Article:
SPEC Kit 317: Special Collections Engagement  · 13
Curricular Engagement
Engaging university students in using special collec-
tions is also an important activity; all of the academic
library respondents pursue this avenue of outreach.
Slightly more is being done to engage undergraduate
students than graduate students through curricu-
lum, and 80% of respondents have undertaken at least
some of the following activities: worked with faculty
to develop courses or assignments that use special
collections materials, consulted with students one-on-
one as they use collections for coursework, conducted
in-person instruction for classes in special collections
spaces, and/or consulted with students in groups as
they use collections for coursework. Departments are
reaching out through in-person instruction in regular
classrooms, creating course-related Web pages/subject
guides/LibGuides of special collections materials,
and working with students to create physical exhibits
using special collections materials. Staff members are
attempting to engage students in innovative ways,
such as developing instructional videos about collec-
tion use, offering research fellowships and internships,
and reaching out to students at the pre-college level.
Special collections departments tend not to have
a designated staff person responsible for outreach
through curricular engagement. They rely instead on
their staff members who have expertise in the area of
interest, or who have already established a relation-
ship with an academic department, faculty member,
or student. When special collections are decentral-
ized, the responsibility typically rests with those who
work most closely with the materials of interest. Staff
members often collaborate on this work, and a wide
variety of positions are involved in this activity. This
is a case where goals may exceed staff capacity, since
many of the comments emphasize that special col-
lections would like to be able to focus more time and
effort on curricular engagement.
As with collections and departmental structures,
variety is evident in the types of spaces designated for
faculty and/or student collaborations. Almost 70% of
the responding institutions have collaborative space
within library buildings, and just 7% maintain space
beyond the library. For many, this collaboration occurs
in dedicated classrooms, conference rooms, donor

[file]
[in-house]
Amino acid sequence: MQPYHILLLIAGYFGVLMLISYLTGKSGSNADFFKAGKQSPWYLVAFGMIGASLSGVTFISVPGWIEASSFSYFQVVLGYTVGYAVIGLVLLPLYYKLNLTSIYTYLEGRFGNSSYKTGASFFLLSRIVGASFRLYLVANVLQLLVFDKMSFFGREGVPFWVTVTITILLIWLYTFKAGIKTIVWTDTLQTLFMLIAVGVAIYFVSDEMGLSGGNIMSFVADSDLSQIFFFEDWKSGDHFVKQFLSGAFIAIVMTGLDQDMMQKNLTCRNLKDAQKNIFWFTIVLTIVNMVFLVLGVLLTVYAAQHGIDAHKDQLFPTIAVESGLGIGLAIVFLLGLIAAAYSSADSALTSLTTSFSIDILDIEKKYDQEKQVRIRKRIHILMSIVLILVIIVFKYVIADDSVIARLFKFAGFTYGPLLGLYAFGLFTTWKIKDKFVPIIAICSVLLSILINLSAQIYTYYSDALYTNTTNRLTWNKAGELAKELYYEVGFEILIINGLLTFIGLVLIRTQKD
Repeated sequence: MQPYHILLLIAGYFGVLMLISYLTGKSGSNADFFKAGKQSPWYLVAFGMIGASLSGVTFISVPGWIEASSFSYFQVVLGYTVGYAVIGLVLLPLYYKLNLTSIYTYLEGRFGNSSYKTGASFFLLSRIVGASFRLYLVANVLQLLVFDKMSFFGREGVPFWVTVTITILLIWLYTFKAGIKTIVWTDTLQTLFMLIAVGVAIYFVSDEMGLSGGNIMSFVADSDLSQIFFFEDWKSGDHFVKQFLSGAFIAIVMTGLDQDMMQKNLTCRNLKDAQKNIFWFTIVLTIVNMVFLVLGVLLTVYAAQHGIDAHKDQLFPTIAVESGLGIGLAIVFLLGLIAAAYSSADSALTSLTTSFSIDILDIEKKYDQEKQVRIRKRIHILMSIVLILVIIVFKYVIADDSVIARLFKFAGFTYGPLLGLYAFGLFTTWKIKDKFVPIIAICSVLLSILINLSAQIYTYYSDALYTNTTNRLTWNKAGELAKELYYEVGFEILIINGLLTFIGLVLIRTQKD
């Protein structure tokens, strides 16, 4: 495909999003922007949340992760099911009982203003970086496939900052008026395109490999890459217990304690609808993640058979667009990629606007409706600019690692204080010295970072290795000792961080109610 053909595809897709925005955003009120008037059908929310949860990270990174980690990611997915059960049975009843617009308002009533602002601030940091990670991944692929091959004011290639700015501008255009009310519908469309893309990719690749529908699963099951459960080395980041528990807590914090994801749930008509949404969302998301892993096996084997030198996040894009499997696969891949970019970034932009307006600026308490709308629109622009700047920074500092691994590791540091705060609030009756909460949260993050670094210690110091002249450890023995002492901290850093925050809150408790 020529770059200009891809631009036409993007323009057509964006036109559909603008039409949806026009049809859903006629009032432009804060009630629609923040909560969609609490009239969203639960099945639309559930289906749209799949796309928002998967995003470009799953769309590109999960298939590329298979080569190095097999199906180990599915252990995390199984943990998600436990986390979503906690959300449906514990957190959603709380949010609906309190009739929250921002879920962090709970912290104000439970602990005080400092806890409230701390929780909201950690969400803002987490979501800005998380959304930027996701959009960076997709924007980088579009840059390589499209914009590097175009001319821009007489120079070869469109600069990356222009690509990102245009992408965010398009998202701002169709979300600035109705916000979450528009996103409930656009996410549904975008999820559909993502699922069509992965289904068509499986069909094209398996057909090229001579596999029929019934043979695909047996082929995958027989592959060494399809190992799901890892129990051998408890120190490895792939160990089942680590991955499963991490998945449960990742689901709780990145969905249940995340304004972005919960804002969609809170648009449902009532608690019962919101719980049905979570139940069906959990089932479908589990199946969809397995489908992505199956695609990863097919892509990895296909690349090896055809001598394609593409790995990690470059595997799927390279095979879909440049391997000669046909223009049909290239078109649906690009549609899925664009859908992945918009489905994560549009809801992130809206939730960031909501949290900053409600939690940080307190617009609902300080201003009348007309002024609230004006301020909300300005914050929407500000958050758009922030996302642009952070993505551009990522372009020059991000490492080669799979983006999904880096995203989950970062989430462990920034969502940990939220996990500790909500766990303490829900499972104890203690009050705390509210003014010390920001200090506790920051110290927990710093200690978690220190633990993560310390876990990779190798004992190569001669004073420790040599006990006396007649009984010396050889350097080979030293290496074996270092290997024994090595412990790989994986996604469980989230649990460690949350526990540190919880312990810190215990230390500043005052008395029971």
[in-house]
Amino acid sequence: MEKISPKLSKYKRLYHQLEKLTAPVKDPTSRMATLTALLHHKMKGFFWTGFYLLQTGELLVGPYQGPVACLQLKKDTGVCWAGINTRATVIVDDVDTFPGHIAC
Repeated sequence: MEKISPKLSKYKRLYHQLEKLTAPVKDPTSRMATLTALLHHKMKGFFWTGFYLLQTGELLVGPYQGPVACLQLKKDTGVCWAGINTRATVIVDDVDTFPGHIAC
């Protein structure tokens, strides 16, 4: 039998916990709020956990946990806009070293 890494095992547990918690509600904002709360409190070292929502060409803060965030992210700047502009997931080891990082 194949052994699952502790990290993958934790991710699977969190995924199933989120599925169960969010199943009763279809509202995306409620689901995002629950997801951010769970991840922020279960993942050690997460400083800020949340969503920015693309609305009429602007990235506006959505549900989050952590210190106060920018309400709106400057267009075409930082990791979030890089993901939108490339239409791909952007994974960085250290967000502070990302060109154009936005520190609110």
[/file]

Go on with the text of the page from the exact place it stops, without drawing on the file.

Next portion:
rooms, or group study areas near special collections,
while others meet in seminar rooms, lecture halls, and
spaces that are shared with other library departments.
Art museums, learning centers, and research centers
are among the collaborative areas that are used out-
side of the library.
In promoting curricular use of collections to both
students and faculty, respondents cite one-on-one
contact as both the most used and the most success-
ful method. The library Web site is the second most
used tool for promoting curricular collections to both
faculty and students, but less than a third of respon-
dents classify it as a successful method. Listserv/
group e-mails are perceived as being more successful
in reaching faculty than students. Respondents have
tried posters, flyers, bookmarks, direct mail (either
electronic or paper), blogs, and campus newsletters.
Those few who have used social networking for this
purpose do not find it successful in reaching faculty.
Open-ended responses to “Other methods” elic-
ited several creative and enthusiastic comments. One
institution has been able to tap into course enhance-
ment grants directed towards faculty to help them
implement new instructional techniques. “[Course
enhancement grants] encourage and reward faculty
for partnering with librarians. Curators of special
collections have been successful in using the grants to
incorporate special collections.” Another respondent
describes promoting their collections to faculty by
building relationships with graduate students. “We
are particularly successful with graduate students
teaching their first course. They are grateful for the
help to fill the syllabus and we believe we are train-
ing them to see the value of special collections as they
move into their own faculty position.” One depart-
ment has recently created an Outreach Coordinator
position, and they are “hoping to see more use of Web
2.0 to promote to students.” Another respondent gives
two monetary awards ($750 each) in recognition of
excellence in undergraduate research projects “that
make original and extensive use of the University
Library’s collections.”
Special collections are tracking curricular engage-
ment through a variety of use counts: 88% keep track
of how many classes use materials during the year,
55% track the number of students using materials
(outside of an instruction session), and others track
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